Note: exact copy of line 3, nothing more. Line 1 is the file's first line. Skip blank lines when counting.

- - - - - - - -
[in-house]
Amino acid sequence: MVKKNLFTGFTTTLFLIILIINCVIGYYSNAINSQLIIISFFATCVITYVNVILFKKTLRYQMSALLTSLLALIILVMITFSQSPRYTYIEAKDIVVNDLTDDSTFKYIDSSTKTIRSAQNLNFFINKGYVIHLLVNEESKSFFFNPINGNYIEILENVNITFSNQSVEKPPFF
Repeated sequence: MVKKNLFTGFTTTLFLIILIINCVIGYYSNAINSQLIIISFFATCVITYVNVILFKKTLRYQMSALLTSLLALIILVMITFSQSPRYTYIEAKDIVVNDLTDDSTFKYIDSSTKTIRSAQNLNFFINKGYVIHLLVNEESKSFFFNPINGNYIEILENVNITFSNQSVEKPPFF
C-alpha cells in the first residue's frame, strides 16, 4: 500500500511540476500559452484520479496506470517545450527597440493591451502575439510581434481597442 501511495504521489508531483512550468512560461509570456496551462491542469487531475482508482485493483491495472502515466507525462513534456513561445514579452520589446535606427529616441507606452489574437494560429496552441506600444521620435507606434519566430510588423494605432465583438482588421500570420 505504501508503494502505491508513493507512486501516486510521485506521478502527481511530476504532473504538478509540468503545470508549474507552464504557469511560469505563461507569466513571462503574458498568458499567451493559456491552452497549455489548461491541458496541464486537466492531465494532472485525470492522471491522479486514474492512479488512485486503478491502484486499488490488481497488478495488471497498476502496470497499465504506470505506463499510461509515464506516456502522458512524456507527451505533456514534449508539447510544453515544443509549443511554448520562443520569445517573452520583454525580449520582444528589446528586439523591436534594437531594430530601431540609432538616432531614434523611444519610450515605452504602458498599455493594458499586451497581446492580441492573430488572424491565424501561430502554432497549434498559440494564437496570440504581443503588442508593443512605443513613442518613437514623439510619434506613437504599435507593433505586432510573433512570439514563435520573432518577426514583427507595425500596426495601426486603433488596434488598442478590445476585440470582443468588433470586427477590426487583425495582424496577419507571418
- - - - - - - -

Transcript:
Repeated sequence: MVKKNLFTGFTTTLFLIILIINCVIGYYSNAINSQLIIISFFATCVITYVNVILFKKTLRYQMSALLTSLLALIILVMITFSQSPRYTYIEAKDIVVNDLTDDSTFKYIDSSTKTIRSAQNLNFFINKGYVIHLLVNEESKSFFFNPINGNYIEILENVNITFSNQSVEKPPFF